And then, as we were looking at various options, I, I guess we first learned about Hart Island during the pandemic. So the idea of being buried collectively in a, in a, what they used to call a pauper’s grave seemed very meaningful to him.

And the more we talked about it, the more it seemed appealing, you know, the simplicity, the anonymity, the humility, and it was on the water, which he loved for someone who was such an egalitarian who believed genuinely in everyone’s equality. It was the right decision for him. 

We didn’t tell anyone we didn’t discuss it with anyone I remember when the hospice nurse who was wonderful I was very upset when she learned he was going to be buried in Hart Island, she had this idea that it was not decent.

It was just like a garbage dump for only the unknown who no one cared about, but she came to realize the meaningfulness of his decision. A lot of people, I think, look at death as a kind of way to extend your ego, either your monument or the way in which you’re buried, and ego stops with death.

At one point, Noah thought he would try to accelerate the process of dying, and he invited me to come with him on that last voyage, and we would do it together. It was a serious offer, and I seriously considered it, because we had been such a unity, that I couldn’t imagine going from the we to the I. But the more I thought about it, the more I decided, um, to not do something to myself.

I was more interested in continuing, and um, we had a wonderful time, three more months, and then he got too weak. He became delirious, and not the kind of delirium like when you’re high or drunk, you know, festive and funny, but the sad kind, you know, where you don’t know who you are. It was hard, man, it was hard.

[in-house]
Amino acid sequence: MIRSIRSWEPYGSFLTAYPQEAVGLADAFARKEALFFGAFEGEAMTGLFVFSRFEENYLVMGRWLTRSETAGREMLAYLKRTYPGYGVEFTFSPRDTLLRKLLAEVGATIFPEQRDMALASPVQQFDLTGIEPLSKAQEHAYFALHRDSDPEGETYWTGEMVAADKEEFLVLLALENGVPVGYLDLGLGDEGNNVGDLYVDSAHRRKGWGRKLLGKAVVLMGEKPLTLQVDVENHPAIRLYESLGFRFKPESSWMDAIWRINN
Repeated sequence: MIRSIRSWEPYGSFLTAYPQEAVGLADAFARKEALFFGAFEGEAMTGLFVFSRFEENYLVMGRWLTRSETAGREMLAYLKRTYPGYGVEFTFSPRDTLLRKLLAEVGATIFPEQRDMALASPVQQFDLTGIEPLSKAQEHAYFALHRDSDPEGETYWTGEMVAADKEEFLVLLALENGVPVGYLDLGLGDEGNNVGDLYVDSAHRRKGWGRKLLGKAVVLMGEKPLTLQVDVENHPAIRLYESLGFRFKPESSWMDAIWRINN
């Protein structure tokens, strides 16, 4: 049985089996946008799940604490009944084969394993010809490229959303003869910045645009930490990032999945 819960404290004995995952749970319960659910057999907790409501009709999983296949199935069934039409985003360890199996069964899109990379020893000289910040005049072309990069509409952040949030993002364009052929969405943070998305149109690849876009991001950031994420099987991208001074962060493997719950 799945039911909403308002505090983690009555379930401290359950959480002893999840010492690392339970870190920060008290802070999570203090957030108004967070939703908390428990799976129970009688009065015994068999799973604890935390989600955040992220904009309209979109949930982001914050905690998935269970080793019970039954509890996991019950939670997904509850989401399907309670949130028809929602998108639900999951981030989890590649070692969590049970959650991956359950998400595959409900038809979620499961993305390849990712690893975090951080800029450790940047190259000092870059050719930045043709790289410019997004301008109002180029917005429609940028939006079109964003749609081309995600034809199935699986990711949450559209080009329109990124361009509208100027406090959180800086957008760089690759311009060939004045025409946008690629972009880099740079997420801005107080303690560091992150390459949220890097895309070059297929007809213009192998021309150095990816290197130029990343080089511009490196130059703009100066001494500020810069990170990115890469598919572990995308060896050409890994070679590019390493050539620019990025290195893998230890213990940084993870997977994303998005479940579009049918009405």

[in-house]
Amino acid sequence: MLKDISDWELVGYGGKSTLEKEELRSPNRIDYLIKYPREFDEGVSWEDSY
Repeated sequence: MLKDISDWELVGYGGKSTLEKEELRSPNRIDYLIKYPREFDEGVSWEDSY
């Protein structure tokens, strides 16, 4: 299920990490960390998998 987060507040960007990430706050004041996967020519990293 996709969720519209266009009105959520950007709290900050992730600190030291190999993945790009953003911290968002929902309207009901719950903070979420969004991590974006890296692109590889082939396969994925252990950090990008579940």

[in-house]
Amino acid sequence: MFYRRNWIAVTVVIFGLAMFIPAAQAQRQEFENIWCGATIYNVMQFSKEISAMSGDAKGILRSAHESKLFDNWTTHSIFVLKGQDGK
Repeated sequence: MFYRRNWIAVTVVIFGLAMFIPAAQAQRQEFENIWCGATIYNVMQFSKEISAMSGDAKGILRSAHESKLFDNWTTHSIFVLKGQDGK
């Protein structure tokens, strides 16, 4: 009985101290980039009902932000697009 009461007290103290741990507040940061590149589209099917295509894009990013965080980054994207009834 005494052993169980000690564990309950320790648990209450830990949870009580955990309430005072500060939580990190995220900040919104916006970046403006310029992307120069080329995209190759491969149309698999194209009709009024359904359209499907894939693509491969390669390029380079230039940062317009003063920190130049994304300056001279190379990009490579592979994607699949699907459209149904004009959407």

At the very end, I had been up several nights with him, you know, I was tired. We went to sleep together, kissed him goodnight, told him I loved him, as I did every day for the previous 42 years, and um, in the morning he was dead. You know when someone is dead. It’s not only that you poke them and they don’t get up, but you know, you have the feeling that that person is dead.

And it was quiet for a long time, and then I was left alone in the apartment, and, um, That was how it ended.

I still find it very difficult, even though it’s been two years, I find it difficult.

You know, I wake up sometimes, and I see he’s not in bed with me, and my first instinct is to call to him, assuming he’s in the other room. And then I realize, more or less quickly, that no, he’s not there. And that hits you sometimes like a ton of bricks. He’s not in the other room, or in another city. He’s not anywhere. And then, almost immediately, a more calming realization sinks in. Well, he’s… Everywhere.


RICHMAN (HOST): David Sachs, husband of the late Noah Creshevsky.

Our story about Noah Creshevsky was produced by me, Joe Richman. Our team also includes Nellie Gilles, Mycah Hazel, Alissa Escarce, and Lena Engelstein. Our editors are Ben Shapiro and Deborah George, sound mixing by Ben Shapiro. We couldn’t make this series without the help of Melinda Hunt and the Hart Island Project.

Visit hartisland.net to learn more. And thanks to our broadcast partner, NPR’s All Things Considered. We are proud members of Radiotopia from PRX, a network of independent, creator owned, listener supported podcasts at Radiotopia.fm. Radio Diaries has support from the National Endowment for the Humanities, the Lily Auchincloss Foundation, New York City’s Department of Cultural Affairs and from listeners like you.

Over the coming weeks, we’ll be bringing you more stories from Hart Island. Coming up, a woman looking for the father she never knew. 

UNIDENTIFIED VOICE #1: There were thousands of questions. Do I have brothers? Do I have sisters? Do I have a grandmother? Do I have an aunt? Where’s his family? Where’s his people? 

RICHMAN: I’m Joe Richman of Radio Diaries. See you next week.